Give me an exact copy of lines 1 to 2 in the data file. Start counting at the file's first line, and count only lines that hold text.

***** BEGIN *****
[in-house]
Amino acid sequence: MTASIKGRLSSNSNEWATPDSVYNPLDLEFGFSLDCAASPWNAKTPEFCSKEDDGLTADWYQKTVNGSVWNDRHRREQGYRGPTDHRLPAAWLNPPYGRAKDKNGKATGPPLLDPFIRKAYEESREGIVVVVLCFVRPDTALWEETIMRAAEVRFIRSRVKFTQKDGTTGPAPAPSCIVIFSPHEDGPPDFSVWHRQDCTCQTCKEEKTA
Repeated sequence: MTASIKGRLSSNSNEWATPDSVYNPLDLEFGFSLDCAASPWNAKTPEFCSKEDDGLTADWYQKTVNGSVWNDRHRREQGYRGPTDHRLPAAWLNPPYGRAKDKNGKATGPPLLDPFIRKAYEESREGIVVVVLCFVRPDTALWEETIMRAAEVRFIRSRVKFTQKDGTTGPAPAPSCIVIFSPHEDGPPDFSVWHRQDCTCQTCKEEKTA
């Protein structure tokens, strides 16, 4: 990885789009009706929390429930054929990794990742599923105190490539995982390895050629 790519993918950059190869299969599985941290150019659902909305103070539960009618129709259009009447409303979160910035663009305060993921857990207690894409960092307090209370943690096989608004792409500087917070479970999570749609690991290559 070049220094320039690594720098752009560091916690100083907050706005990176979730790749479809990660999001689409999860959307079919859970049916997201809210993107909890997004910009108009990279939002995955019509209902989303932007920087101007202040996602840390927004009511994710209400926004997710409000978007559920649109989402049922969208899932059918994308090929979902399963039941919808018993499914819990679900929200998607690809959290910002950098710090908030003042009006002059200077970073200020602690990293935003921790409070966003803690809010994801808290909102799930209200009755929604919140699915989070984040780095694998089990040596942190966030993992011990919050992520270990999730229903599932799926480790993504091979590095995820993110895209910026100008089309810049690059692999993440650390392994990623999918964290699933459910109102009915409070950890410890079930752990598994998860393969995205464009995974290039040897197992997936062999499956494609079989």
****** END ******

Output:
[in-house]
Amino acid sequence: MTASIKGRLSSNSNEWATPDSVYNPLDLEFGFSLDCAASPWNAKTPEFCSKEDDGLTADWYQKTVNGSVWNDRHRREQGYRGPTDHRLPAAWLNPPYGRAKDKNGKATGPPLLDPFIRKAYEESREGIVVVVLCFVRPDTALWEETIMRAAEVRFIRSRVKFTQKDGTTGPAPAPSCIVIFSPHEDGPPDFSVWHRQDCTCQTCKEEKTA